The warning by ValveTech comes following litigation finalized last year after a court awarded $800,000 to ValveTech. In that litigation, a court ruled that Aerojet violated at least two non-disclosure agreements. The alleged violations included “improperly disclosing, retaining, or using ValveTech’s valves, designs, technology, and data.

During testimony involving that case, a witness testified that “the Aerojet valve was not qualified to the right specifications, and not evaluated to ensure safety protocols”. ValveTech went on to say that Aerojet has not made any changes to the valve design since that testimony.

While the valve in dispute during the court case was not the same one that failed on the Atlas/Centaur booster, it was one used by Boeing in the Service Module component of Starliner. If ValveTech’s assertation is correct, the questionable valve is still in use in on the Starliner.

Answering a request for comment on ValveTech’s release, a NASA official told the Hernando Sun: “Flying safely is the top priority for NASA. The valve that caused the launch scrub on Monday, May 6, was part of the Atlas V rocket’s Centaur upper-stage liquid oxygen system, not on the Starliner spacecraft or its service module. The scrub was called for by the launch team and the valve is being replaced by United Launch Alliance ahead of the next launch attempt.

In early 2024, NASA’s Commercial Crew Program independently performed due diligence related to the Boeing CST-100 Starliner OMAC Isolation Valve design, hardware and qualification testing. NASA’s conclusions were consistent with Boeing’s evaluation and testing of the system, and with other hardware for this type of application and mission use. As with all human spaceflight component systems, NASA will continue to review any safety concerns that arise.”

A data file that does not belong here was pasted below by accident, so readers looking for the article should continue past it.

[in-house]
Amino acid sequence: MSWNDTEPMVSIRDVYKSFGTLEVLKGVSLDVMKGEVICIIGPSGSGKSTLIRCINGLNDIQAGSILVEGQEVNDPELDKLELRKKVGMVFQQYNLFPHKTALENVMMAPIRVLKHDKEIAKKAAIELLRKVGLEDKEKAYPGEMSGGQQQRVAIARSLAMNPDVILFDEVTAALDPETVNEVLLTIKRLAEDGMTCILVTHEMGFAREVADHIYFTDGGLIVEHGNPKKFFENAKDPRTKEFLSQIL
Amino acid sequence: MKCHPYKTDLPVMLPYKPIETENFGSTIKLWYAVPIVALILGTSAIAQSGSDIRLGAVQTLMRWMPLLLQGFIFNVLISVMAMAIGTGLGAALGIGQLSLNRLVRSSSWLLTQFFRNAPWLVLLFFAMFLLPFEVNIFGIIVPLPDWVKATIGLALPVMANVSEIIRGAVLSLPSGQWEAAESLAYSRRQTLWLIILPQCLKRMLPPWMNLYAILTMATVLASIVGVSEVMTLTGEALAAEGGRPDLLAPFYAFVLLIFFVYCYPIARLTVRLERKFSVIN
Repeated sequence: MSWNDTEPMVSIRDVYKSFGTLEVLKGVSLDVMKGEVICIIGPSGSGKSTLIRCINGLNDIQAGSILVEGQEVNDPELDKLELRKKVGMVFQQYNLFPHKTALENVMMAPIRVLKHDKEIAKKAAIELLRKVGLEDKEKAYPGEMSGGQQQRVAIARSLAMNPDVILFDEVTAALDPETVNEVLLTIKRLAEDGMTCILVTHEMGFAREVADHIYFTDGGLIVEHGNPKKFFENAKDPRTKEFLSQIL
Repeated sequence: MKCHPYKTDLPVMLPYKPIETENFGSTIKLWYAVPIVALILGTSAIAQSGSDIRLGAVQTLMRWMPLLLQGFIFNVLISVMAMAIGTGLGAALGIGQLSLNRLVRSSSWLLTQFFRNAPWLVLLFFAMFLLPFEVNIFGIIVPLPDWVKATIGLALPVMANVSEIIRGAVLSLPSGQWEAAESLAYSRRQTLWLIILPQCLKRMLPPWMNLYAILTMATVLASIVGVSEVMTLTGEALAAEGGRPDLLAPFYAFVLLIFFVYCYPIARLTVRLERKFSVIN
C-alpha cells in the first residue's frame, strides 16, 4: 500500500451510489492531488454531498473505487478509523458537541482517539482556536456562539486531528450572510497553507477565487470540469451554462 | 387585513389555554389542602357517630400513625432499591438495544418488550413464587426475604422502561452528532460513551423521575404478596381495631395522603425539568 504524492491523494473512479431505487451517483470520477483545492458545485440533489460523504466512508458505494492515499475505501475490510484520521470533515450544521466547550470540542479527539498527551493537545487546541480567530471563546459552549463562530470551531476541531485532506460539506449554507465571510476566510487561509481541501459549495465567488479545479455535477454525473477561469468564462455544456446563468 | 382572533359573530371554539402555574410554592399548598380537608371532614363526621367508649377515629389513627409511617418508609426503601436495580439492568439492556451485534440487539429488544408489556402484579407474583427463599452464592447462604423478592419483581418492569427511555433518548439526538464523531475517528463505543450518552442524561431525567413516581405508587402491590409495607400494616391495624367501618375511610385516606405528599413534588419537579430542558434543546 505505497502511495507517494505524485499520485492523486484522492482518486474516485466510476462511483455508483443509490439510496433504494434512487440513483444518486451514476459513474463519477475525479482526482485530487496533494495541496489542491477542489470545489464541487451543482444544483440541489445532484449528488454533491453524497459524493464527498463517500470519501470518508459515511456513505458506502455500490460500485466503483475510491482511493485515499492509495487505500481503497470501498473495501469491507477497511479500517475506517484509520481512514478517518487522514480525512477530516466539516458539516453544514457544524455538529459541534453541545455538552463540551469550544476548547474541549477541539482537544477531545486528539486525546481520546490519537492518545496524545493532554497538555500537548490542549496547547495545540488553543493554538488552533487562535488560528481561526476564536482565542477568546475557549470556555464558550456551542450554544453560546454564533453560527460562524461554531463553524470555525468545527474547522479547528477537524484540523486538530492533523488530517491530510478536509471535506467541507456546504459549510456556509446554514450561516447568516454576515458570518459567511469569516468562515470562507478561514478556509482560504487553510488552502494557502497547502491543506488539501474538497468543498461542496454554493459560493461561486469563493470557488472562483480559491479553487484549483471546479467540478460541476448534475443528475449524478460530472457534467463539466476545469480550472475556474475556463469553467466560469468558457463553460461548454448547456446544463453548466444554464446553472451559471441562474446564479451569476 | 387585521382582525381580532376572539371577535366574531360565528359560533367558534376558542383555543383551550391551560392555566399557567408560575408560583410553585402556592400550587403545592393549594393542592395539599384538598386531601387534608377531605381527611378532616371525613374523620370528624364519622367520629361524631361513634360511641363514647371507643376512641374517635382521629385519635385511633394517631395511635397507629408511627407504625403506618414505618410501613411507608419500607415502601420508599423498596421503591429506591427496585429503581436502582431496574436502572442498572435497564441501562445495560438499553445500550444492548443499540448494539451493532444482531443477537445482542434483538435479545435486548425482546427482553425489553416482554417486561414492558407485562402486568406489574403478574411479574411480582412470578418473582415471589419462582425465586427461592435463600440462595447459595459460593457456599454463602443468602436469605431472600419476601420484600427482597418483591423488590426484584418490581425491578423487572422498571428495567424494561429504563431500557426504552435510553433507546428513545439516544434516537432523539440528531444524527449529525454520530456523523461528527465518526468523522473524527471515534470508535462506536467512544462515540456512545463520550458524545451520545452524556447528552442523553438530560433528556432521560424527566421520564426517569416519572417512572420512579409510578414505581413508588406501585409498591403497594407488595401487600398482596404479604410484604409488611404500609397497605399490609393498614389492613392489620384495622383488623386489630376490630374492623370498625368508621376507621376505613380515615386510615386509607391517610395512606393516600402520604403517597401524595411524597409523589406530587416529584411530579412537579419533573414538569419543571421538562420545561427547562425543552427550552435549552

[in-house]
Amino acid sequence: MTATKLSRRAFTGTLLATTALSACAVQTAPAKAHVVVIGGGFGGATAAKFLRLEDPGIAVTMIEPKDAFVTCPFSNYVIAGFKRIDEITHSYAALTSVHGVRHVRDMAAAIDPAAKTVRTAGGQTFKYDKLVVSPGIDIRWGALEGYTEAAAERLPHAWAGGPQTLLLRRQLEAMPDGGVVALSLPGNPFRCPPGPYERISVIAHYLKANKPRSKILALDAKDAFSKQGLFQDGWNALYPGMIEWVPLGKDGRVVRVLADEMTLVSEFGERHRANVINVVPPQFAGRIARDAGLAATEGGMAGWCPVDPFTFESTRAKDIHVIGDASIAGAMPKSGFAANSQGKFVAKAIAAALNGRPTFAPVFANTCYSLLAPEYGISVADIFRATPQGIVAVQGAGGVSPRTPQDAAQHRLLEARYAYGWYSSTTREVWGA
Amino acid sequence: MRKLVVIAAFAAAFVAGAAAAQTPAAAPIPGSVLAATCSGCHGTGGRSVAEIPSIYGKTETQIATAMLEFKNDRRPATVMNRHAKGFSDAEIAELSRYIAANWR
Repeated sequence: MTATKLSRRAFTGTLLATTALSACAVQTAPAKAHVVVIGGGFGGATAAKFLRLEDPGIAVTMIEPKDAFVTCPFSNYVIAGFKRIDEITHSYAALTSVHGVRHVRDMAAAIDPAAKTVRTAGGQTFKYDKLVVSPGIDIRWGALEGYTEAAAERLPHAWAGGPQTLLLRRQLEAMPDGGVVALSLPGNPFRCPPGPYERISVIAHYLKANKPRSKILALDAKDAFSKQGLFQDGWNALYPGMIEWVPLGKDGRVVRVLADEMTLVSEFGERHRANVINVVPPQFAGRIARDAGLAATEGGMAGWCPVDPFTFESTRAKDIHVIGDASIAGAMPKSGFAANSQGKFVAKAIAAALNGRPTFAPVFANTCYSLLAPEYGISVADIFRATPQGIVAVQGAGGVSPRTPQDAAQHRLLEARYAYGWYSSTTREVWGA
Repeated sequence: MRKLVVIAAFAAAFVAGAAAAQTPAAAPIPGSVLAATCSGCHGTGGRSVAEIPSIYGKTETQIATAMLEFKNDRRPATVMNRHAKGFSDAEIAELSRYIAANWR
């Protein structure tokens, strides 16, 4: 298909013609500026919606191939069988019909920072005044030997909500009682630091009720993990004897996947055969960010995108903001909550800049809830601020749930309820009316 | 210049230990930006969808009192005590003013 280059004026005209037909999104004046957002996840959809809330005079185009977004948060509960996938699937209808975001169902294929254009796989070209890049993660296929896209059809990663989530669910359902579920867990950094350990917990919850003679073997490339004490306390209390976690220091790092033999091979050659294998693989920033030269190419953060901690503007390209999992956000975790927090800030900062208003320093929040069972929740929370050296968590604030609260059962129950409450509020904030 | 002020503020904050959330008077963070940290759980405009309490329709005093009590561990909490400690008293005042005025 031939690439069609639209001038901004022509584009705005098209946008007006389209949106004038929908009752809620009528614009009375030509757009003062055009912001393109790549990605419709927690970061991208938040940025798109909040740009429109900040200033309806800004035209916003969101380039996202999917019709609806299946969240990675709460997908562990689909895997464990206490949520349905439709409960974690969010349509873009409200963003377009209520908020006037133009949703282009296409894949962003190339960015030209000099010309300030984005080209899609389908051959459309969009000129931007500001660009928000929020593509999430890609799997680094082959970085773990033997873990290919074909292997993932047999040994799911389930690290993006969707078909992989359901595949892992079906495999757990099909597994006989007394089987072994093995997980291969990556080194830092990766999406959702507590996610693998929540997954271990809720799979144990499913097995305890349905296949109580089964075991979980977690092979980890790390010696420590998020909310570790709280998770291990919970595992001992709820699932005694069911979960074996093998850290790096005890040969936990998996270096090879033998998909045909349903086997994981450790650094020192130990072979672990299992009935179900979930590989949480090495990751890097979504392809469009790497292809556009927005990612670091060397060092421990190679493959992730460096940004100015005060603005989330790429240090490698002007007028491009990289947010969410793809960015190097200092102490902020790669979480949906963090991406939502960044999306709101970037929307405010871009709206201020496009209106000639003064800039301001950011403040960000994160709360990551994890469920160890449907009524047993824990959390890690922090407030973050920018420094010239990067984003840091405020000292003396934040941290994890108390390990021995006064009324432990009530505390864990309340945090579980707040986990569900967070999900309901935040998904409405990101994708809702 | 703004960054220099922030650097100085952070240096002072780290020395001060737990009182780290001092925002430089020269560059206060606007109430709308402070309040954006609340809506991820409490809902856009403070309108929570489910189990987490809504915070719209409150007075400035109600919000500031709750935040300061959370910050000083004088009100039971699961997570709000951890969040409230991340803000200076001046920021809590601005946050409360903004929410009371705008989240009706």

ULA CEO Tory Bruno commented briefly in a Tweet on X (formerly Twitter) “Not sure what to say about this one. Close to none of it is correct. Not urgent. Not Leaking, etc. Remarkable that the particular person quoted doesn’t seem to know how this type of valve works.” ULA did not respond to a formal request for comment by the Hernando Sun.

Boeing, the manufacturer of the Starliner, was one of a handful of companies awarded a contract worth $4.2 billion by NASA in 2014 to develop a commercial crew module. SpaceX was also awarded a commercial crew contract for the development of the Dragon Crew module worth $2.6 billion. While Boeing has struggled with delays, quality control, and cost overruns in getting to this first Starliner crewed launch, SpaceX‘s Crew Dragon is already flight-certified and has been taking crews to and from the International Space Station for over four years.

NASA astronauts Butch Wilmore and Sunita “Suni” Williams head to the pad for May 6th’s Starliner launch attempt. [Photo: Mark Stone/FMN]
NASA astronauts Butch Wilmore and Sunita “Suni” Williams head to the pad for May 6th’s Starliner launch attempt. [Photo: Mark Stone/FMN]